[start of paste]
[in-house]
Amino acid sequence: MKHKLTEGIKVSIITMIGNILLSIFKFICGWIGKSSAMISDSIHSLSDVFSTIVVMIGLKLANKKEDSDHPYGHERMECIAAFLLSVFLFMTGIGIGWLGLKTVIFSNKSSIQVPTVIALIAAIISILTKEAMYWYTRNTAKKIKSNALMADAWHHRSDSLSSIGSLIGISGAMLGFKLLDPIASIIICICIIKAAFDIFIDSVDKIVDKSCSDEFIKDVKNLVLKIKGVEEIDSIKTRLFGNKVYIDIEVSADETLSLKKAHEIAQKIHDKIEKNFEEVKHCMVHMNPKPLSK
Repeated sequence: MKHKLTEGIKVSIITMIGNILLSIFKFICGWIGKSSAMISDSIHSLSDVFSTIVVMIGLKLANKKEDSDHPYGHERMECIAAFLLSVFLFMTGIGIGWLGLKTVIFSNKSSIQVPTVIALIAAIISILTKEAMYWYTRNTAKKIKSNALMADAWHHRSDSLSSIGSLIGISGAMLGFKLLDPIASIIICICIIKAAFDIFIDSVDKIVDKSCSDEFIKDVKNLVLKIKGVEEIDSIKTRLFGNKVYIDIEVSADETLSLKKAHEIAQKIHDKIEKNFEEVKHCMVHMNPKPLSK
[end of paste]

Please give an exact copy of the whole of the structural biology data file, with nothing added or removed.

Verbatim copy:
[in-house]
Amino acid sequence: MKHKLTEGIKVSIITMIGNILLSIFKFICGWIGKSSAMISDSIHSLSDVFSTIVVMIGLKLANKKEDSDHPYGHERMECIAAFLLSVFLFMTGIGIGWLGLKTVIFSNKSSIQVPTVIALIAAIISILTKEAMYWYTRNTAKKIKSNALMADAWHHRSDSLSSIGSLIGISGAMLGFKLLDPIASIIICICIIKAAFDIFIDSVDKIVDKSCSDEFIKDVKNLVLKIKGVEEIDSIKTRLFGNKVYIDIEVSADETLSLKKAHEIAQKIHDKIEKNFEEVKHCMVHMNPKPLSK
Repeated sequence: MKHKLTEGIKVSIITMIGNILLSIFKFICGWIGKSSAMISDSIHSLSDVFSTIVVMIGLKLANKKEDSDHPYGHERMECIAAFLLSVFLFMTGIGIGWLGLKTVIFSNKSSIQVPTVIALIAAIISILTKEAMYWYTRNTAKKIKSNALMADAWHHRSDSLSSIGSLIGISGAMLGFKLLDPIASIIICICIIKAAFDIFIDSVDKIVDKSCSDEFIKDVKNLVLKIKGVEEIDSIKTRLFGNKVYIDIEVSADETLSLKKAHEIAQKIHDKIEKNFEEVKHCMVHMNPKPLSK